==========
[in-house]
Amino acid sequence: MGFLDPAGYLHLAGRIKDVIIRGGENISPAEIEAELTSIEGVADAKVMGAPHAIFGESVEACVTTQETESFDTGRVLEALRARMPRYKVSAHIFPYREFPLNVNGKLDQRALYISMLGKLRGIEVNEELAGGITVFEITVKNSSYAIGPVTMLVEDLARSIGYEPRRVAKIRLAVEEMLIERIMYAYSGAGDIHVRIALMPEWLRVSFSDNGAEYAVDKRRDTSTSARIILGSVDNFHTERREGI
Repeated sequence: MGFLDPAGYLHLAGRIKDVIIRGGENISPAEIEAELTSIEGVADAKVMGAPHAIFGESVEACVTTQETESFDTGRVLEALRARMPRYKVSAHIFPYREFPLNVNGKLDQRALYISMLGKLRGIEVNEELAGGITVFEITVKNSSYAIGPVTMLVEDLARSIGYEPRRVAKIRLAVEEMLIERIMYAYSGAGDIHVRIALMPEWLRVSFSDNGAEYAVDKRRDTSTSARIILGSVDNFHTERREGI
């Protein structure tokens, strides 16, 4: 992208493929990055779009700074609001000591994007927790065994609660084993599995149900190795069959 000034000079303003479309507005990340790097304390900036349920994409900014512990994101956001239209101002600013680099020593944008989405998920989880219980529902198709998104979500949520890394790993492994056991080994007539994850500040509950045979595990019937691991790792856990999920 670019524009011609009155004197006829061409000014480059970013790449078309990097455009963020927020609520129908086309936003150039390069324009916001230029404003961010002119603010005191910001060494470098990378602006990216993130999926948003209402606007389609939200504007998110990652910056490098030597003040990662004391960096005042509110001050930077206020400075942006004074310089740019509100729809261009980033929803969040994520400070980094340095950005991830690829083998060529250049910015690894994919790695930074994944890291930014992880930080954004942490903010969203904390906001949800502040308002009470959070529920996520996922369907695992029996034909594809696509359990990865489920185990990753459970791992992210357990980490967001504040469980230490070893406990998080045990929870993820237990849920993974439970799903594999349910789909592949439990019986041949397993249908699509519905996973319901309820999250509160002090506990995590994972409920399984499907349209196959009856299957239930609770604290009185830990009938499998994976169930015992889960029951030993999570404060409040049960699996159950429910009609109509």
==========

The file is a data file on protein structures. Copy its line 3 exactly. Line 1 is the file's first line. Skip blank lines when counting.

Repeated sequence: MGFLDPAGYLHLAGRIKDVIIRGGENISPAEIEAELTSIEGVADAKVMGAPHAIFGESVEACVTTQETESFDTGRVLEALRARMPRYKVSAHIFPYREFPLNVNGKLDQRALYISMLGKLRGIEVNEELAGGITVFEITVKNSSYAIGPVTMLVEDLARSIGYEPRRVAKIRLAVEEMLIERIMYAYSGAGDIHVRIALMPEWLRVSFSDNGAEYAVDKRRDTSTSARIILGSVDNFHTERREGI